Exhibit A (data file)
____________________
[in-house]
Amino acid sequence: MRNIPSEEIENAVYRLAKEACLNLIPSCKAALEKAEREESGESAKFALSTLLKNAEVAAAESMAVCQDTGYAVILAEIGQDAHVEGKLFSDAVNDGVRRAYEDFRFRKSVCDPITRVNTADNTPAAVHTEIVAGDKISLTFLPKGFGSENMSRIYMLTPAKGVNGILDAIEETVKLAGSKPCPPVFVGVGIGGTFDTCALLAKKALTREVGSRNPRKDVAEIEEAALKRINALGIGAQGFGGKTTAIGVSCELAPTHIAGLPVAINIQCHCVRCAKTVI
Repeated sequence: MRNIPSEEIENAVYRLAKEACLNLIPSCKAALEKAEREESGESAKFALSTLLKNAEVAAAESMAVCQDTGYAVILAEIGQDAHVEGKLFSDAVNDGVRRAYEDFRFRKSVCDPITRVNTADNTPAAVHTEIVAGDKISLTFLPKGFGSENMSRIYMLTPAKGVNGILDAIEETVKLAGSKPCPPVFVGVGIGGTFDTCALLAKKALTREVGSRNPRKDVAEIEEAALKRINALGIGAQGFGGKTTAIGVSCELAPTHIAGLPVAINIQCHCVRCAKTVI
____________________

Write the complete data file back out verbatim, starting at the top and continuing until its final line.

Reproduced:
[in-house]
Amino acid sequence: MRNIPSEEIENAVYRLAKEACLNLIPSCKAALEKAEREESGESAKFALSTLLKNAEVAAAESMAVCQDTGYAVILAEIGQDAHVEGKLFSDAVNDGVRRAYEDFRFRKSVCDPITRVNTADNTPAAVHTEIVAGDKISLTFLPKGFGSENMSRIYMLTPAKGVNGILDAIEETVKLAGSKPCPPVFVGVGIGGTFDTCALLAKKALTREVGSRNPRKDVAEIEEAALKRINALGIGAQGFGGKTTAIGVSCELAPTHIAGLPVAINIQCHCVRCAKTVI
Repeated sequence: MRNIPSEEIENAVYRLAKEACLNLIPSCKAALEKAEREESGESAKFALSTLLKNAEVAAAESMAVCQDTGYAVILAEIGQDAHVEGKLFSDAVNDGVRRAYEDFRFRKSVCDPITRVNTADNTPAAVHTEIVAGDKISLTFLPKGFGSENMSRIYMLTPAKGVNGILDAIEETVKLAGSKPCPPVFVGVGIGGTFDTCALLAKKALTREVGSRNPRKDVAEIEEAALKRINALGIGAQGFGGKTTAIGVSCELAPTHIAGLPVAINIQCHCVRCAKTVI